The average price of a car in the 1920s was around $300.
The Hulburds feature an innovative minimalist design that stands out for this period. Earlier versions did not have seconds hand, as this later example does.
The bridge layout is unlike any other Elgin product, as is the finish and the regulator style. Hulburd watches are also extraordinarily thin; the thinnest movement Elgin ever made.
This particular example is a 19 jewel watch, with the seconds hand, made about 1928. It features a platinum case, snap front and back.
This is a grade 303, 7 jewel, 12 size watch, made about 1920.
It has a quite typical dial style, and a nickel alloy case, threaded front and back.
This example was made about 1887. It has a very heavy case, and an unusual style of hands.
The grade 344 is a 12 size, 17 jewel, movement.
This wonderful example was made about 1919. It has a fancy dial and a gold hunter case with engine turned details, all in great condition.
These dials are rare in such good condition. They are quite fragile.
For some period of time yesterday evening, the elgintime.com Elgin serial number look up site was flagged as suspicious, and folks did see a dangerous looking warning message when accessing the lookup pages.
The reason for this is that my pages include a link to www.awci.com. This site, from what I can tell, was flagged because other unrelated websites hosted by the same service that physically hosts the AWCI site, were handing out malware. So the connection is close, but not direct.
I can assure everyone that my pages are completely safe, and because of the way they are constructed, any sort of compromise is extraordinarily unlikely. In addition, I have no reason to believe that there is, or ever was anything wrong with AWCI webpages, but I obviously have less insight into that.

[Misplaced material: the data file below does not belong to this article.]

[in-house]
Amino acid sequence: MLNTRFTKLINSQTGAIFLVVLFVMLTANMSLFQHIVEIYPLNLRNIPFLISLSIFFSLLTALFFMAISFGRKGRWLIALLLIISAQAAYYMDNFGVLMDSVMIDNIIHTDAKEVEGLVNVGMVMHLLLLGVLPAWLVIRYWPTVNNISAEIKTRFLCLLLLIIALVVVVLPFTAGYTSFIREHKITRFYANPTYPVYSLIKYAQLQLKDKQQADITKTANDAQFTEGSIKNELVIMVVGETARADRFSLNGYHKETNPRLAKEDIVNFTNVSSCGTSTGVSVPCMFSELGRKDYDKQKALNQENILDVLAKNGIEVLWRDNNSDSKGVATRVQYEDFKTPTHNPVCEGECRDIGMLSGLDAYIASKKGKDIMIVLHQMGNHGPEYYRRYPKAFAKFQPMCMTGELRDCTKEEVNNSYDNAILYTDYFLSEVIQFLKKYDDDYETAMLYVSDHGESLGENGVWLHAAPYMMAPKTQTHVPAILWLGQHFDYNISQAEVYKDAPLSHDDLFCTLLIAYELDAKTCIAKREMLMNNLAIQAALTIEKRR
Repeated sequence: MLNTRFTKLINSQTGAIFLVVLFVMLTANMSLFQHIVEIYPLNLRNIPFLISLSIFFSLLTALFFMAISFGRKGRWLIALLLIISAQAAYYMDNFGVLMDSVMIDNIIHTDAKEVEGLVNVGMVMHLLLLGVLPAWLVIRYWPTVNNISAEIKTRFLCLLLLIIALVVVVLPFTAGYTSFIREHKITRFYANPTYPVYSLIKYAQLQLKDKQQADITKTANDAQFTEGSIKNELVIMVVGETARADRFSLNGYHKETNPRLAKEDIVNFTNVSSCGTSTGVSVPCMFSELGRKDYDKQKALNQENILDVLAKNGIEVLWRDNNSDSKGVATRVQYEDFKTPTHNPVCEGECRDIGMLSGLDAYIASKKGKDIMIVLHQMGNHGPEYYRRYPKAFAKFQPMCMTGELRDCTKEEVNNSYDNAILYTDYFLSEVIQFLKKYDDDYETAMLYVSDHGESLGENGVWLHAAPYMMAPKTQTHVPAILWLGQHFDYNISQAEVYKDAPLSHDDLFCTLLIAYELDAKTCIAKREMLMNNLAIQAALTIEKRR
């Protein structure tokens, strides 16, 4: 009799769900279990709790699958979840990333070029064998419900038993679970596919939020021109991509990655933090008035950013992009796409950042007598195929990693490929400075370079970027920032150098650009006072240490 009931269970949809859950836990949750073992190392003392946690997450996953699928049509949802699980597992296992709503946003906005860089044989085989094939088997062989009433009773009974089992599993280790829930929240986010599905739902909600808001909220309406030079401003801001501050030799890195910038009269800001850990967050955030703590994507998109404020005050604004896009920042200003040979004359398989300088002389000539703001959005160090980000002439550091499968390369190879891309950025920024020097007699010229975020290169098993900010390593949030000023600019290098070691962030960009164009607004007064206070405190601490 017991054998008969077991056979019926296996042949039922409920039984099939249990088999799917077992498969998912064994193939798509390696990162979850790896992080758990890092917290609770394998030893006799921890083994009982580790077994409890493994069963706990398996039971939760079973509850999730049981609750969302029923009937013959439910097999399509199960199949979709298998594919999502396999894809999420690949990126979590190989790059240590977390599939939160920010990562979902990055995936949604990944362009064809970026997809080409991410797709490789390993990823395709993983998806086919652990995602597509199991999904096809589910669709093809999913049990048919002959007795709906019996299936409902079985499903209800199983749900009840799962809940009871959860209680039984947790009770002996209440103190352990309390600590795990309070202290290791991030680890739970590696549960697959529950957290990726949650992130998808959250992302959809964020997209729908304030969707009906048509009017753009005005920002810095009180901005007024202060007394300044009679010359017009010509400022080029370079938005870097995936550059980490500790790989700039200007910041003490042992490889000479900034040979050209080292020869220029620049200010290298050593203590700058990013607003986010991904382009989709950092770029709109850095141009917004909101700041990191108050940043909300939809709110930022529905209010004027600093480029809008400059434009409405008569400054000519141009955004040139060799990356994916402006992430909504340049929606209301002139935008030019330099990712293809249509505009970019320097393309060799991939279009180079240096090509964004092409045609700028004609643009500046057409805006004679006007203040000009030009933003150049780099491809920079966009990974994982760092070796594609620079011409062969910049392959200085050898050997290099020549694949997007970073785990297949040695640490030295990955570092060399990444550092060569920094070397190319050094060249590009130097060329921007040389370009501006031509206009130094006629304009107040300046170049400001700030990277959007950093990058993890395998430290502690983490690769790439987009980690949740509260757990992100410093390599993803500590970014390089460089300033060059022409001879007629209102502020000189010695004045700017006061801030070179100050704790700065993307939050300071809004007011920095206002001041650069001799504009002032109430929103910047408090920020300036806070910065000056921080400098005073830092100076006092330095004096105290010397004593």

My options for dealing with this are limited. I have no connection to the hosting site that appears to be having problems. I just have to wait it out, post updates here as appropriate, and hope for a timely resolution. A number of other websites are in the same boat.
More on this matter here...
This is a grade 55, Mat Laflin model, 18 size, with 7 jewels. It is key-wind and key-set, and features the original name of the company, just "National Watch Co" on the dial, and no "Elgin".
It is perhaps worth mentioning here that watches were sold to end customers "bare" as it were. Elgin, like most early American watch companies, did not make watch cases. The customer would select the movement and the case separately at the time of sale. This practice was the norm until well into the 1920s.
A typical salesman's case, looks like a normal watch case, with a crown and bow, and glass bask. But this odd case has no crown, and no way to attach a watch chain. I think this may be an early shipping container. It is more durable than shipping containers commonly found. It could be something that was used very early in Elgin's history.
This watch is pin-set. There is a post to one side of the crown. Depressing the post engages the setting mode.
The dial is not marked at all. It's hard to say what the story is there...
- ► 2016 (465)
- ► 2015 (452)
- ► 2014 (291)
- The Elgin Pension Fund, and Employee Relief Fund
- Camy Advertising, 1955
- Malware, Yet Again
- Juvenia Advertising, 1955
- Phenix Advertising, 1955
- The American School of Watchmaking
- Waltham Watch Company Awarded Army-Navy "E"
- How Much For Cleaning?
- Hamilton 950
- Elgin Grade 446
- Waltham 1889
- Elgin Grade 303
- Hamilton 4992b
- Elgin Grade 97
- Elgin Grade 44
- Elgin Grade 344
- Elgin Serial Number Application Restarted
- Hamilton 4992b
- Malware Warning, Again
- Hamilton 992b
- Elgin Grade 55
- Waltham Bond Street
- Elgin Grade 150
- Elgin Grade 243
- A Rusty Elgin Grade 286
- Hampden General Stark
- Luck Restores Lost Watch
- Broken Watches from Outer Space!
- So You Haven't Any Alarm Clock?
- Lever-Setting Wear
- Removing Broken Screws
- Jeweler's Hobby Is Watches
- Longines 17LU
- The Adventure of The Insolvent Buyer
- Elgin Grade 315
- A 12 Size Waltham
- Henry Diehl, Deceased
- Human Clocks
- Bulova 8AH
- Hamilton 911
- Malware Followup
- American Waltham, 1857 Model
- Another Big Waltham
- G. I. Finds Fabulous Diamond Treasure
- Elgin Grade 478
- The Mainspring
- Elgin Grade 216
- Charles Perret
- How And Why Did I Become a Watchmaker?
- American Waltham, 1872
- Ernest Borel Datoptic Advertising, 1955
- Women Producing At National Watch
- Elgin Grade 348
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- ► 2008 (25)